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Anyone read this article in the WSJ (Goldman Seeks to Improve Working Conditions for Junior Staffers)?

Any thoughts about whether this is some bad PR-crap claiming that analists will work less hours but in reality will still work 100 hours a week or is this sincere? Also, is only Goldman looking to change working conditions or does this apply to more IB's? It seems kinda hard to image that analysts would now all of a sudden have a lot of free weekends.


Goldman Seeks to Improve Working Conditions for Junior Staffers
Program Seeks to Cut Weekend Work, Streamline Functions

Maybe you don't have to work seven days a week to succeed at Goldman Sachs Group Inc. GS -0.39%

The New York banking company said it has spent the past year working to improve the work-life balance of most-junior employees, known on Wall Street as analysts, by reducing their hours and other measures.

The moves come as banks across the industry struggle to keep young workers who increasingly are favoring the better hours at hedge funds and private-equity firms and the lavish perks at technology startups over Wall Street's grinding analyst programs.

"Banks over the last couple of years, especially the [biggest], are frustrated that they cannot retain people," said Matan Feldman, founder and managing partner of Wall Street Prep Inc., a training program for investment bankers.


Goldman long has been viewed as a fast track to wealth and a wellspring of talent. Some of its top executives began their careers in its much-copied analyst program, which started in 1982. Since then, the programs have become synonymous with grueling work loads, late nights and depressingly frequent orders for takeout food.

But earlier this year, Goldman formed a task force made up of senior staff from different businesses within the firm to improve quality of life and promote career-development opportunities for junior employees. It has implemented the task force's suggestions.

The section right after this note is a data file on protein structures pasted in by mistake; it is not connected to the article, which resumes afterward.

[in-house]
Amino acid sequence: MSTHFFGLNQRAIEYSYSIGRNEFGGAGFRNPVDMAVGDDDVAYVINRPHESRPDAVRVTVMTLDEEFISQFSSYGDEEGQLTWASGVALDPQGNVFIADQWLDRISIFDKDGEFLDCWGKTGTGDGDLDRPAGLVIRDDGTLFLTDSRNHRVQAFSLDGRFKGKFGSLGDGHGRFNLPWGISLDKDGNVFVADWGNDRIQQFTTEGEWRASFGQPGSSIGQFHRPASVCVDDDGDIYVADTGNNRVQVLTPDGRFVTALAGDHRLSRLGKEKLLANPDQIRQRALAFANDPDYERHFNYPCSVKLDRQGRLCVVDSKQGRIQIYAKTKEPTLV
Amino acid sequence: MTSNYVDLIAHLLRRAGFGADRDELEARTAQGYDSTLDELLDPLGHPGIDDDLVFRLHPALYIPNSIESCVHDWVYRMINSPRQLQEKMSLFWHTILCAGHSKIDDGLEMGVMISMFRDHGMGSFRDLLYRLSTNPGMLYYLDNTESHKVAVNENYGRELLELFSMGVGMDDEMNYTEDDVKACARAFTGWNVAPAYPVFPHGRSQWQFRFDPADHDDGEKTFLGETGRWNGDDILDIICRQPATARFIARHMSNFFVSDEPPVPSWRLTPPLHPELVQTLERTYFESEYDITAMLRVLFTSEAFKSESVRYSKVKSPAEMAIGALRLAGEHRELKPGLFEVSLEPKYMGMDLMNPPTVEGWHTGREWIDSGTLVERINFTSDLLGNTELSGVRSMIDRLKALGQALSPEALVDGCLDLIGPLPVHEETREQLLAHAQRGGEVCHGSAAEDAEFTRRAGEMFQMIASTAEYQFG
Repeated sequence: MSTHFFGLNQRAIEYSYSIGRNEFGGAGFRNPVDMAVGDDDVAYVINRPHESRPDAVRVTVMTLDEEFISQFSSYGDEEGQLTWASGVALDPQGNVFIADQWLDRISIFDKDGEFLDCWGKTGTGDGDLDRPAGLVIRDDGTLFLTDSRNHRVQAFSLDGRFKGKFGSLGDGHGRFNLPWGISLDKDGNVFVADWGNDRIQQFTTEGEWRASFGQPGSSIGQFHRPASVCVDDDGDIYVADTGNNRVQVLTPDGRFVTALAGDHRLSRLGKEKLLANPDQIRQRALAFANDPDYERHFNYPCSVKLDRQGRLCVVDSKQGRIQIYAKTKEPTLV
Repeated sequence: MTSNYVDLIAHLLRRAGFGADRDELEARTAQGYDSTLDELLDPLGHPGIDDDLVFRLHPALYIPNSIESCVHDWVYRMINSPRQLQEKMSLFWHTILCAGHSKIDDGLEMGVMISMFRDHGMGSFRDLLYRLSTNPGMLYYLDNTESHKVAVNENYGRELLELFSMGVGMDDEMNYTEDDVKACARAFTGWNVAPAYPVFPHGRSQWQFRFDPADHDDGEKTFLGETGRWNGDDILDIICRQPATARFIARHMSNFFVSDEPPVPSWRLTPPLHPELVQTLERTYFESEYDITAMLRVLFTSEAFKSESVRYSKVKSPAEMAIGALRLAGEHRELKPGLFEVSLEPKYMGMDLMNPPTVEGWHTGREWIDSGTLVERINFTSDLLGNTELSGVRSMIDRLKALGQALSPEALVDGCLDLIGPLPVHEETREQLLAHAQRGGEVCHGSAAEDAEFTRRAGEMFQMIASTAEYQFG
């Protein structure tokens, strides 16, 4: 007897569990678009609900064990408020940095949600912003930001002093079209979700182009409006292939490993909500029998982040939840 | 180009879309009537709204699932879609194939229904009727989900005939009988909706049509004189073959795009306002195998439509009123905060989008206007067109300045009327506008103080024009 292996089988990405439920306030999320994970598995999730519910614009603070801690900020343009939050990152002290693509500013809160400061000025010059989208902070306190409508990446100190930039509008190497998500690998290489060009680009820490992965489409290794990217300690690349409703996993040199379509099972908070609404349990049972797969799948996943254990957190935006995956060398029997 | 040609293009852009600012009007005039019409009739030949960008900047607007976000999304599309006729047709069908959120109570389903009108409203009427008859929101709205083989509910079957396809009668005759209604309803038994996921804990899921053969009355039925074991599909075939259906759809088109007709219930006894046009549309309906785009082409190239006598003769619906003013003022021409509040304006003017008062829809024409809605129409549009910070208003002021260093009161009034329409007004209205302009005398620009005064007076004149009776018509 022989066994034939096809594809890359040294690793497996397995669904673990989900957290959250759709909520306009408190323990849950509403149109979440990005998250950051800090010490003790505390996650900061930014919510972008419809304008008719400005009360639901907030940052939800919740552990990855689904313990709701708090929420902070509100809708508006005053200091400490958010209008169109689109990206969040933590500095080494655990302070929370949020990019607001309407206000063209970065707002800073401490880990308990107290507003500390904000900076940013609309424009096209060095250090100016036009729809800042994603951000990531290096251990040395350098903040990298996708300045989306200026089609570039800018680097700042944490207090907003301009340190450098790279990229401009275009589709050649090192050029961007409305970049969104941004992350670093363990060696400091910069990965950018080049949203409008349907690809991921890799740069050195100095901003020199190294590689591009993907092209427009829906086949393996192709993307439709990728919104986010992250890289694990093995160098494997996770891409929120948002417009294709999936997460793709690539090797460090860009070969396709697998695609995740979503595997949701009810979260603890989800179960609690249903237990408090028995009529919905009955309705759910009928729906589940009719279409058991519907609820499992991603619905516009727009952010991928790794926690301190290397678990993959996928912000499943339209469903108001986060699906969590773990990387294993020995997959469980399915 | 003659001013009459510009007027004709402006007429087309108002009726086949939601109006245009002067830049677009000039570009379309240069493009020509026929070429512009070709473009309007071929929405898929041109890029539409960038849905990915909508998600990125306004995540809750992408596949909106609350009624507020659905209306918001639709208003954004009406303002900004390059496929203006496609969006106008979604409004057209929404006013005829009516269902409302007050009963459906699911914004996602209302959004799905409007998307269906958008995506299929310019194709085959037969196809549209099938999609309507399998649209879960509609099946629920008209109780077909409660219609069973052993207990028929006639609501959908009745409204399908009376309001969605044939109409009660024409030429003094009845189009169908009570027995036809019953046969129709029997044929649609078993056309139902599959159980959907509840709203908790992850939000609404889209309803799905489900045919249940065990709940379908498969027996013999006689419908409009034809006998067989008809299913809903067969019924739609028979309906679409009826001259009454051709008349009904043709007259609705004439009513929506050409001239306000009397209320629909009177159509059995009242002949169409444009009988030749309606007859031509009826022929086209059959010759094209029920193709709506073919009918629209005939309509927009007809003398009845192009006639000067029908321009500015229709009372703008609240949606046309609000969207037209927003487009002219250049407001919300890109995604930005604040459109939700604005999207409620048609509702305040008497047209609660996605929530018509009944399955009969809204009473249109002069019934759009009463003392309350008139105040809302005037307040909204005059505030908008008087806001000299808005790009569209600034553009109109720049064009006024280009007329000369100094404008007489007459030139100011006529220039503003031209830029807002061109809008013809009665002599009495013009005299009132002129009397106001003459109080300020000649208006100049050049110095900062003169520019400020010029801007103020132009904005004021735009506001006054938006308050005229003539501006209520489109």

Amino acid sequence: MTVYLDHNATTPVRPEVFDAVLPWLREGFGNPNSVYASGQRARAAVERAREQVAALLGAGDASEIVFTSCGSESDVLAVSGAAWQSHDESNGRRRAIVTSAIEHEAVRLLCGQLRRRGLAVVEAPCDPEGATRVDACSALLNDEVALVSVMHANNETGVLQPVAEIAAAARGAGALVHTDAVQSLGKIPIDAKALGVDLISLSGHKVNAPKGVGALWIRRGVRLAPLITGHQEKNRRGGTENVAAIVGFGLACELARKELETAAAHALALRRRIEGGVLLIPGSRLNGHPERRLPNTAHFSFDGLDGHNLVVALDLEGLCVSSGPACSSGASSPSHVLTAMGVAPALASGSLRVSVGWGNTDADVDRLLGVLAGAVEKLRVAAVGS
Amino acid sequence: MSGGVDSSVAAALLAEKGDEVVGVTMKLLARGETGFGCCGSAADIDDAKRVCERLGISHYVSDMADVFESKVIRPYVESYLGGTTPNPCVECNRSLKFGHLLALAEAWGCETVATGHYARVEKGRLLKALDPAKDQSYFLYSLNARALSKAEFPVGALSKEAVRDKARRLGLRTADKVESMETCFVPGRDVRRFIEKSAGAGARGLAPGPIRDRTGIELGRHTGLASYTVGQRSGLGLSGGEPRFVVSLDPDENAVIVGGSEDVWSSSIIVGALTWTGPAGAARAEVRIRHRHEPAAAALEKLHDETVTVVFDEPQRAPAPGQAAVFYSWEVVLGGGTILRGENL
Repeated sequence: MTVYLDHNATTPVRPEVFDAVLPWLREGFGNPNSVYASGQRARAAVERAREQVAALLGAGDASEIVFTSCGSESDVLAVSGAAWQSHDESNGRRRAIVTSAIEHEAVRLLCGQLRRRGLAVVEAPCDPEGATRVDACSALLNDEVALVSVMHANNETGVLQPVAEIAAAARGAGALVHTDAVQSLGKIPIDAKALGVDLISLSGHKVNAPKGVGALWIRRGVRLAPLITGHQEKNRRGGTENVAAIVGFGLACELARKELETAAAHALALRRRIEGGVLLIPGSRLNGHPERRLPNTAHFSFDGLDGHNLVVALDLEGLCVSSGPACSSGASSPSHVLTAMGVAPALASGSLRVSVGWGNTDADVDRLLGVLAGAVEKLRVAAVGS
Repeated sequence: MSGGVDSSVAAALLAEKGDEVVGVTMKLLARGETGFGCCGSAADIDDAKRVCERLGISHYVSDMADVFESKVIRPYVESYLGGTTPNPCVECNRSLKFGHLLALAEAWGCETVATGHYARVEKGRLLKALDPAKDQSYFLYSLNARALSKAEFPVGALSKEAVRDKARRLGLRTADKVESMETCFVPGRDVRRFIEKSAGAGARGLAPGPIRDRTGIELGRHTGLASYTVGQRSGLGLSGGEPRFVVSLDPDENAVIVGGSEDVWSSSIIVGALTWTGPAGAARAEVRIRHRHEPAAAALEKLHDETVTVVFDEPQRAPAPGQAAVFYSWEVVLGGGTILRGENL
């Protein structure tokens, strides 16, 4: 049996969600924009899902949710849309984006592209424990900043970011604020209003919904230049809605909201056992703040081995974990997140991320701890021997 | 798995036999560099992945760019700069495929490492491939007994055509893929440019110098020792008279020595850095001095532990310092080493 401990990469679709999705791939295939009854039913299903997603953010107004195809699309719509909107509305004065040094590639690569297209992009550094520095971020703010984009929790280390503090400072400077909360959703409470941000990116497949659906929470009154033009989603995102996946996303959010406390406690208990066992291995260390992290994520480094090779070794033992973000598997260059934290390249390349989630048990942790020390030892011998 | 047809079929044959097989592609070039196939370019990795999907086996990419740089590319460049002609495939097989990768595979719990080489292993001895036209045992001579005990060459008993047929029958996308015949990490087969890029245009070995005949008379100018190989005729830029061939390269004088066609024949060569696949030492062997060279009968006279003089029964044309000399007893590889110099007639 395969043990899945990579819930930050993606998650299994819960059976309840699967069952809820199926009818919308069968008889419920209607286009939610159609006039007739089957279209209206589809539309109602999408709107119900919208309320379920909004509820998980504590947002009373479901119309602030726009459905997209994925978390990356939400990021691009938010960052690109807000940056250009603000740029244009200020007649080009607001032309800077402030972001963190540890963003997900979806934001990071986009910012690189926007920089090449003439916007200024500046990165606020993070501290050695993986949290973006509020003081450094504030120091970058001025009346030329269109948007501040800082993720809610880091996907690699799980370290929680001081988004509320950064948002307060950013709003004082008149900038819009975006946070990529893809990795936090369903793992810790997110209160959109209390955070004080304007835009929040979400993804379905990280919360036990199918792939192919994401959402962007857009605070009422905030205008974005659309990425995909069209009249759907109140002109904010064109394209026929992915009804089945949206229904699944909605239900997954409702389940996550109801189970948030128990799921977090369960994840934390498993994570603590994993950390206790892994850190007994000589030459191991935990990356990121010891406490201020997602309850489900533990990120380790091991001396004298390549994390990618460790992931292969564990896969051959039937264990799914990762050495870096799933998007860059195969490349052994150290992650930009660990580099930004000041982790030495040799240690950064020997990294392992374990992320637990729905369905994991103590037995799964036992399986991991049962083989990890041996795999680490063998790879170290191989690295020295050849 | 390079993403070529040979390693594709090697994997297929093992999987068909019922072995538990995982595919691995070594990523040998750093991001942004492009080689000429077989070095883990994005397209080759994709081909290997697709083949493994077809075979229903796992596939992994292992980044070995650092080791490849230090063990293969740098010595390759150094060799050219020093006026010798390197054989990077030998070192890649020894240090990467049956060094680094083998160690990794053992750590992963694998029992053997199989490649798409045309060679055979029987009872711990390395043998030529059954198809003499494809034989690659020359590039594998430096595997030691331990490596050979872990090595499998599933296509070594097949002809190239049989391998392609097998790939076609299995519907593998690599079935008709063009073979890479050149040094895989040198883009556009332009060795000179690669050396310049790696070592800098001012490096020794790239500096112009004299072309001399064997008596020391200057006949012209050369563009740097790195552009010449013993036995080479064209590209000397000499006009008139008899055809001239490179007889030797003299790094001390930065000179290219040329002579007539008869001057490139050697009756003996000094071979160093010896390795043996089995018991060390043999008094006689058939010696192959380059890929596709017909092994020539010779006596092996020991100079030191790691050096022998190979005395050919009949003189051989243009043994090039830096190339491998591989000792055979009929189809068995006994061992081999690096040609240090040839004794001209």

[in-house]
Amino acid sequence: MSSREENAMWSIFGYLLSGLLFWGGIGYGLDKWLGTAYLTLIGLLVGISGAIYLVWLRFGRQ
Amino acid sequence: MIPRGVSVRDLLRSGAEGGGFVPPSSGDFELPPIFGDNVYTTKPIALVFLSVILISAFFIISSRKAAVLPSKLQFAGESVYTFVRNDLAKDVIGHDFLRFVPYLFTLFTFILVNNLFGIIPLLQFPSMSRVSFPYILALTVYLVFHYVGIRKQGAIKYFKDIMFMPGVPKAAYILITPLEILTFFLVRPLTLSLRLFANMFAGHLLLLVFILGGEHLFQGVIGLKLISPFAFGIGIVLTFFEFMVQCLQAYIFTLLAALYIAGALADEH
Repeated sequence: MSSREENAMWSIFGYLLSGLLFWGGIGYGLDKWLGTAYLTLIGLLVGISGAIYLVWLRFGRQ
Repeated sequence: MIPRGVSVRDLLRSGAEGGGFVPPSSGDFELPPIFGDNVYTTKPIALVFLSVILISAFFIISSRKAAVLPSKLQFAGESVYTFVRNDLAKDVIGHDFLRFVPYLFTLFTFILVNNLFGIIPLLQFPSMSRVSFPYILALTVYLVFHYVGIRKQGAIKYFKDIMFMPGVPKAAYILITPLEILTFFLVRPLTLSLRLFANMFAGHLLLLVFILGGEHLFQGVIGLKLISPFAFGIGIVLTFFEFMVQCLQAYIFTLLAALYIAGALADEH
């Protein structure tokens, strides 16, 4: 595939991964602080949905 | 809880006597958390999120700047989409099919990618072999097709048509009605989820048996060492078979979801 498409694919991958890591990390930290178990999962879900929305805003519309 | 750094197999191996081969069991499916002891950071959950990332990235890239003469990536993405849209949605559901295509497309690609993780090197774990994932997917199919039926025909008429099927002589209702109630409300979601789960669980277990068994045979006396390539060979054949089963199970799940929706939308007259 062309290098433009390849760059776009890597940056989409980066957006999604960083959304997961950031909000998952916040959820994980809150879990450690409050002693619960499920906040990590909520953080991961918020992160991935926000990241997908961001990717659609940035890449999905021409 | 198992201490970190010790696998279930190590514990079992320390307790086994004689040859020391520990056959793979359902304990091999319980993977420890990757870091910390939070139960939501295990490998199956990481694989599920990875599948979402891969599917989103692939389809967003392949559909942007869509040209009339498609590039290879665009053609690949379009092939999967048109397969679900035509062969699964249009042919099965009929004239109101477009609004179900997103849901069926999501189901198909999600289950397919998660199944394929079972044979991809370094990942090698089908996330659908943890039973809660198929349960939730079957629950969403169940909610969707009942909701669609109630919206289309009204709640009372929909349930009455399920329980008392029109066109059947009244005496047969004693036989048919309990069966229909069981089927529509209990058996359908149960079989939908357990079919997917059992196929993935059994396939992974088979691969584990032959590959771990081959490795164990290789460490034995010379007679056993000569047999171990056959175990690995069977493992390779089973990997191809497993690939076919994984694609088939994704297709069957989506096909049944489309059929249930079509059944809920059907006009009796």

This isn't the first time banks have faced a war for talent. In the dot-com boom in the early 2000s, college graduates increasingly turned to technology jobs over investment banking. Banks pumped up their salaries and made lifestyle concessions, such as free dinners and car service home, for analysts staying late.

But this time banks, which are under public and regulatory pressure to keep pay down, can't merely boost compensation to lure young people.

One of Goldman's goals is to find ways to help young employees finish their work during the regular five-day workweek and avoid all-nighters. Weekend work should be reserved for "critical client activity," the task force found.

For example, when a more-senior analyst commissions a client presentation, the task force has advised asking for a short outline rather than a full presentation that could run 100 pages or more.

Goldman also created new technology that makes it easier for senior bankers to let analysts know what kind of information they need. In an attempt to minimize email traffic, the technology lets senior bankers input specific requests through a portal that can be accessed by the analyst anywhere. This allows senior bankers to be more explicit in their requests, ensuring the junior analysts have a shot at getting the information right the first time, a Goldman spokesman said.

The task force came on the heels of Goldman's decision last year to do away with the two-year contracts for most analysts hired out of college. Instead, the firm said it would hire recent college graduates as full-time employees.